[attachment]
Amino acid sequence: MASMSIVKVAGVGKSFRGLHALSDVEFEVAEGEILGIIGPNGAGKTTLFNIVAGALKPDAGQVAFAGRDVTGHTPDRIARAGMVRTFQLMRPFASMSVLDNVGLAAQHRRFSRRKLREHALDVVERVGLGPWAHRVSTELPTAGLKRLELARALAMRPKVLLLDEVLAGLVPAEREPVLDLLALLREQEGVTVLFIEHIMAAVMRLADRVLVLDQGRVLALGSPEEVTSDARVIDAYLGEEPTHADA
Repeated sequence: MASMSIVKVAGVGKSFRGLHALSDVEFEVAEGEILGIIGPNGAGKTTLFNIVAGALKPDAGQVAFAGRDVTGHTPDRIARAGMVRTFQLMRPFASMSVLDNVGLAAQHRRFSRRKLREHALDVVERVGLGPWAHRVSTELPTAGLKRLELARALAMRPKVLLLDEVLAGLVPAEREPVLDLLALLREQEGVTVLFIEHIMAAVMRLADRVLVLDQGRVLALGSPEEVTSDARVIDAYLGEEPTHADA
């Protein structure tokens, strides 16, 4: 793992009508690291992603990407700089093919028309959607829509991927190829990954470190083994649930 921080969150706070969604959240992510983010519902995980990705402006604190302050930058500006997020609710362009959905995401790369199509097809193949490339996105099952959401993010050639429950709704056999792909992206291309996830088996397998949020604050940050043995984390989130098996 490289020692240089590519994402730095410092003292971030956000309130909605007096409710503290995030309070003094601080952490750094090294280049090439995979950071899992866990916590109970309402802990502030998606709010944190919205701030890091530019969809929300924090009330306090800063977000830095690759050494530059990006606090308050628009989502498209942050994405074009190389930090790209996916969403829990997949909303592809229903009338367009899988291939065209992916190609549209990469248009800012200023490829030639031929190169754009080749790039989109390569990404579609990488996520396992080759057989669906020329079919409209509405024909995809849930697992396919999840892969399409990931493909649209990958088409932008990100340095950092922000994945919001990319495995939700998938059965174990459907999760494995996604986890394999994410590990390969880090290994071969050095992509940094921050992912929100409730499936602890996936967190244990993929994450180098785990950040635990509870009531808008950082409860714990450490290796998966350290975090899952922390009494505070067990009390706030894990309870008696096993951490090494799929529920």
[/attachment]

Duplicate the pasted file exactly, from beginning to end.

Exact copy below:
Amino acid sequence: MASMSIVKVAGVGKSFRGLHALSDVEFEVAEGEILGIIGPNGAGKTTLFNIVAGALKPDAGQVAFAGRDVTGHTPDRIARAGMVRTFQLMRPFASMSVLDNVGLAAQHRRFSRRKLREHALDVVERVGLGPWAHRVSTELPTAGLKRLELARALAMRPKVLLLDEVLAGLVPAEREPVLDLLALLREQEGVTVLFIEHIMAAVMRLADRVLVLDQGRVLALGSPEEVTSDARVIDAYLGEEPTHADA
Repeated sequence: MASMSIVKVAGVGKSFRGLHALSDVEFEVAEGEILGIIGPNGAGKTTLFNIVAGALKPDAGQVAFAGRDVTGHTPDRIARAGMVRTFQLMRPFASMSVLDNVGLAAQHRRFSRRKLREHALDVVERVGLGPWAHRVSTELPTAGLKRLELARALAMRPKVLLLDEVLAGLVPAEREPVLDLLALLREQEGVTVLFIEHIMAAVMRLADRVLVLDQGRVLALGSPEEVTSDARVIDAYLGEEPTHADA
């Protein structure tokens, strides 16, 4: 793992009508690291992603990407700089093919028309959607829509991927190829990954470190083994649930 921080969150706070969604959240992510983010519902995980990705402006604190302050930058500006997020609710362009959905995401790369199509097809193949490339996105099952959401993010050639429950709704056999792909992206291309996830088996397998949020604050940050043995984390989130098996 490289020692240089590519994402730095410092003292971030956000309130909605007096409710503290995030309070003094601080952490750094090294280049090439995979950071899992866990916590109970309402802990502030998606709010944190919205701030890091530019969809929300924090009330306090800063977000830095690759050494530059990006606090308050628009989502498209942050994405074009190389930090790209996916969403829990997949909303592809229903009338367009899988291939065209992916190609549209990469248009800012200023490829030639031929190169754009080749790039989109390569990404579609990488996520396992080759057989669906020329079919409209509405024909995809849930697992396919999840892969399409990931493909649209990958088409932008990100340095950092922000994945919001990319495995939700998938059965174990459907999760494995996604986890394999994410590990390969880090290994071969050095992509940094921050992912929100409730499936602890996936967190244990993929994450180098785990950040635990509870009531808008950082409860714990450490290796998966350290975090899952922390009494505070067990009390706030894990309870008696096993951490090494799929529920």